o   45% in high-risk recurrent patients
o   in 87% of local recurrences, it was the only recurrence site
  • ·      Pelvic lymph nodes (PLN) in 21%*
o   None in low-risk recurrent patients
o   in 38%, of PLN recurrences, it was the only recurrence site
  • ·      Abdominal lymph nodes in 9%
  • ·      Thoracic lymph nodes in 2%
  • ·      Bone in 34%
o   40% in high-risk recurrent patients
o   in 66% of bone recurrences, it was the only recurrence site
  • ·      Viscera in 2%
*Patients who presented with enlarged nodes were excluded, and no one received whole pelvic radiation.

The authors also note that a first isolated PLN recurrence was a rare event among all the men treated with EBRT, only occurring in 1.5% of them.

The site of recurrence was strongly correlated with prostate cancer-specific mortality. Compared to locally recurrent prostate cancer, the risk of prostate cancer death after a median of 111 months of followup was:
  • ·      4.2 times higher for lymph recurrences
  • ·      8.1 times higher for bone recurrences
  • ·      9.6 times higher for multi-organ/visceral recurrences
In fact, after accounting for the site of recurrence, only the Gleason score, but none of the other risk factors (e.g., PSA kinetics, stage, age, time to recurrence), predicted prostate cancer mortality. This, and the fact that a first recurrence site was often the sole recurrence site, suggests that there are different types of prostate cancer (phenotypes) with characteristic patterns of spreading and characteristic virulence.

The authors draw 3 conclusions:
“1) The prostate is the most common initial site of recurrence in patients in all risk groups with an increasing absolute incidence that correlates with increasing NCCN risk group.  

2) Isolated PLN relapse is rare in all patients, including those at high risk treated without elective PLN irradiation, at least when using CT for detection.

3) Tumors in many patients display a tropism for specific anatomical compartments and these anatomical patterns of recurrence independently predict prostate cancer specific mortality after clinically detected recurrence.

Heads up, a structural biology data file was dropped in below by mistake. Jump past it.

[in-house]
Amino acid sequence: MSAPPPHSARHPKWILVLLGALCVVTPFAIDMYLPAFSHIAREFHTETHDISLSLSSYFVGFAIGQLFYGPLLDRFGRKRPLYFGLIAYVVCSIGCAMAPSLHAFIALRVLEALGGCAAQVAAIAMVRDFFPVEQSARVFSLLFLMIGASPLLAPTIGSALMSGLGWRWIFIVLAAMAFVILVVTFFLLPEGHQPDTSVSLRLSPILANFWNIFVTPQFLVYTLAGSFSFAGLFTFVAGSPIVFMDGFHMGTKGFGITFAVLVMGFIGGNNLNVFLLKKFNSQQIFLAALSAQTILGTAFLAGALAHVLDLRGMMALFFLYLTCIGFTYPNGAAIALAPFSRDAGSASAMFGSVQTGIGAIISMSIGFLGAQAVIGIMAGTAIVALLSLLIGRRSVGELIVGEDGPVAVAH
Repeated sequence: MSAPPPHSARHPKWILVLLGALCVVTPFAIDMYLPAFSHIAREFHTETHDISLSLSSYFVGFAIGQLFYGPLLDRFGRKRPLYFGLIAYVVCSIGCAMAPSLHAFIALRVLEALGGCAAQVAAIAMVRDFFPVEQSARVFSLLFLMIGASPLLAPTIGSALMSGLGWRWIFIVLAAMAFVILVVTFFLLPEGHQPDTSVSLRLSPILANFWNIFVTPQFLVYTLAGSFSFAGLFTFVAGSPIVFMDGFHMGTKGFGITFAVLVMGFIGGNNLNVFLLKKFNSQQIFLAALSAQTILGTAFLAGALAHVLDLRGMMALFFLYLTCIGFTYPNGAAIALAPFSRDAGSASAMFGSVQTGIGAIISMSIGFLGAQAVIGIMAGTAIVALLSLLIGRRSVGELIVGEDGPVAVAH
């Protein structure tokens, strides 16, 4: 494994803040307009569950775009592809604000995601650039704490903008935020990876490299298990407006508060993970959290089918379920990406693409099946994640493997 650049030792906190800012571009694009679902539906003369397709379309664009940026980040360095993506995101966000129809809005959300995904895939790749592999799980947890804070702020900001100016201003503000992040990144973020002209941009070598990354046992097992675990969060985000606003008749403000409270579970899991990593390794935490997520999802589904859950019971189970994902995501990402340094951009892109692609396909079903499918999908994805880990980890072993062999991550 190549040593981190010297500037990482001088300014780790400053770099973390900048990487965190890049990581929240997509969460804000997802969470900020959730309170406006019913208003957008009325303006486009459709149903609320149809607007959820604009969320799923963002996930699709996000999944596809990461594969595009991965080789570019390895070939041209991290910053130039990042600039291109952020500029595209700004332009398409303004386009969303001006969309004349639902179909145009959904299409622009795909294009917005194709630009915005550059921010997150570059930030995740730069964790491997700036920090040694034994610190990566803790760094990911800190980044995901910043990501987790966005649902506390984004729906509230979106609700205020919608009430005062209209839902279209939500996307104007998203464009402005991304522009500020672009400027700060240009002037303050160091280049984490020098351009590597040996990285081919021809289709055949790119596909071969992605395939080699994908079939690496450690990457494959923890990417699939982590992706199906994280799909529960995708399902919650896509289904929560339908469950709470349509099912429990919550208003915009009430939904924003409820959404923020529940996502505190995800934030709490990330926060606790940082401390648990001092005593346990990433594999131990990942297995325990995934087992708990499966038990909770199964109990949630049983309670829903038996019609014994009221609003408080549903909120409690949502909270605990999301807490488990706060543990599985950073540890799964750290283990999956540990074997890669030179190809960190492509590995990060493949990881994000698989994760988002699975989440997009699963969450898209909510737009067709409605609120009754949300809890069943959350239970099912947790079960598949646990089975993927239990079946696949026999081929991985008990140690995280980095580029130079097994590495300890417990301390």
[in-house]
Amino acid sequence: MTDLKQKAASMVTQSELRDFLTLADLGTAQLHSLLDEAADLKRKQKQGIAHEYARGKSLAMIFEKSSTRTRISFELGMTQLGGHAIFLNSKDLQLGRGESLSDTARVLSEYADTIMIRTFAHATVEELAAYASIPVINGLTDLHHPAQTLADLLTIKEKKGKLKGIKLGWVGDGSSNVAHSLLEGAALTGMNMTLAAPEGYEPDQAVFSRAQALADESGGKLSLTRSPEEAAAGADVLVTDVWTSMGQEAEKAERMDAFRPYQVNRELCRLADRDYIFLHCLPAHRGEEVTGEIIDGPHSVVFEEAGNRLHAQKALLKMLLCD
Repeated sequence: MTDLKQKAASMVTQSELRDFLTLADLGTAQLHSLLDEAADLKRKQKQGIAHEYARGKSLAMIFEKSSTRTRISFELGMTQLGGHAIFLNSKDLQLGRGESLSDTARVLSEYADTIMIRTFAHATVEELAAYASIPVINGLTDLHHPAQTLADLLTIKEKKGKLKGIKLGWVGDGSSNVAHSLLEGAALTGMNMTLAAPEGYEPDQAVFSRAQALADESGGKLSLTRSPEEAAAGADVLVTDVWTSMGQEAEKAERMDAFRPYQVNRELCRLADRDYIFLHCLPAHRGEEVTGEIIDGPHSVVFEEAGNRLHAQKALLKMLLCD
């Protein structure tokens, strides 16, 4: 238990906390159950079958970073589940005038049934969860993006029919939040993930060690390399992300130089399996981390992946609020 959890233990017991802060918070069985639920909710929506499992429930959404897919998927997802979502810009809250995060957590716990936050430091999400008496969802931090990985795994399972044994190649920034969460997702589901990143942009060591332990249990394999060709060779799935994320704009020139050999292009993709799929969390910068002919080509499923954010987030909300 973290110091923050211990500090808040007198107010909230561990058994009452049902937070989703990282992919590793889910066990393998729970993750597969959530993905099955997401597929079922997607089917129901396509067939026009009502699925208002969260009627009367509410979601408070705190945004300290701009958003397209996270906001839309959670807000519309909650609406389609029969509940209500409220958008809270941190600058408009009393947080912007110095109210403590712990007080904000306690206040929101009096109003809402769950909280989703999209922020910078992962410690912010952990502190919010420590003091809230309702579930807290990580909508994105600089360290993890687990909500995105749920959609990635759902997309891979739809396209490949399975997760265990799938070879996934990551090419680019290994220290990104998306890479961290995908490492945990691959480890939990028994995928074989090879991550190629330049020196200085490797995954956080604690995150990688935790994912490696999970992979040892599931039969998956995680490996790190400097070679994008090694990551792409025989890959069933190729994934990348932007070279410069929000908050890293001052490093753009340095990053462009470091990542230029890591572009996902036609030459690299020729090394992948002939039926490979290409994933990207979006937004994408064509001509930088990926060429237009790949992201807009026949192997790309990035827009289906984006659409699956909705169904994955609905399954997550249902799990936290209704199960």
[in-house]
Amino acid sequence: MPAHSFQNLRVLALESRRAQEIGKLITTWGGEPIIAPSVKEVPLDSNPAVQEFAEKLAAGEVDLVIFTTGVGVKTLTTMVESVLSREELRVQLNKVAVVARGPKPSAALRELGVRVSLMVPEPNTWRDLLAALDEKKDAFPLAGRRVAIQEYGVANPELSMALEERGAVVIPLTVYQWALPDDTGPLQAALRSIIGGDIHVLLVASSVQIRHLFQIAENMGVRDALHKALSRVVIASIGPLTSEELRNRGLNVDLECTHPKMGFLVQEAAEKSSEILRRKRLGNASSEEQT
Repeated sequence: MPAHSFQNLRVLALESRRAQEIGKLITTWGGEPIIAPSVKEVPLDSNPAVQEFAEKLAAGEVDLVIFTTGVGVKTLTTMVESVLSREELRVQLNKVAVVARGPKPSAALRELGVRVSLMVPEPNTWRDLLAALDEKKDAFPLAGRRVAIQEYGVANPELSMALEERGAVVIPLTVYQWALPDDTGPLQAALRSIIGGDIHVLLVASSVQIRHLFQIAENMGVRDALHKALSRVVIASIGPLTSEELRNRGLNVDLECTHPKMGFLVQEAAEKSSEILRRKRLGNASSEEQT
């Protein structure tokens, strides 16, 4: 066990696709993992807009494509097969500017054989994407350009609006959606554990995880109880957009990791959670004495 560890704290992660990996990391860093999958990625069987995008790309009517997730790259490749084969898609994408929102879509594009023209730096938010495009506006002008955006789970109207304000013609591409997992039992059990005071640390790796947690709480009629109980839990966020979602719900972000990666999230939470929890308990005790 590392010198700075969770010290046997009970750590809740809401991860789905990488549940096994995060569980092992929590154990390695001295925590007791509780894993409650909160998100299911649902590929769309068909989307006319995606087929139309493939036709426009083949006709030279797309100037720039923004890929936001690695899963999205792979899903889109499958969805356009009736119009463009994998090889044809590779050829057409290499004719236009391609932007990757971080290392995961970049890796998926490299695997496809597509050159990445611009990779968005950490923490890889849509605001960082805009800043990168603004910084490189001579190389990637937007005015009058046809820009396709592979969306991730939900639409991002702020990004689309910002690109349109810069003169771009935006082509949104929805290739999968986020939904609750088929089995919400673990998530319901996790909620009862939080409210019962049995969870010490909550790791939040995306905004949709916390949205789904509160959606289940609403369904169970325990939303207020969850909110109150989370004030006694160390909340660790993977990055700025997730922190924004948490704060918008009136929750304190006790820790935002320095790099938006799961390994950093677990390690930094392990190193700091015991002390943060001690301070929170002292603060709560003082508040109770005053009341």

Unfortunately, their report doesn’t show the time to first recurrence broken down by recurrence site. It may be that the much shorter followup in the French study (patients were treated 2-6 years ago) may explain the lower incidence of bone metastases in that study. Detection methods may explain the differences as well.

In both studies, more than half of the recurrences after primary radiation therapy were local and were at least potentially treatable with salvage therapies. That may not hold true for other kinds of radiation. There isn’t a lot of data on recurrence sites, but the higher biologically effective doses available with SBRT, HDR monotherapy, and multi-modal radiation may be better able to overcome the more radio-resistant cells. In a recent commentary, we saw that a novel kind of radiation, called Carbon Ion Radiotherapy, could kill cancer cells even in a low-oxygen (hypoxic) tumor environment.

The table below shows the range of biologically effective doses for various radiation modalities, and the percent of local failures in all treated patients (not just those with a recurrence), broken out by risk group where available.

Percent Local Failures by Risk Group

HDR brachy monotherapy
EBRT+HDR brachy boost
Relative biologically effective dose*
Low Risk

Intermediate Risk
High Risk

9 years
6/7 years
10 years
4 years

*Relative to 80 Gy of IMRT for cancer control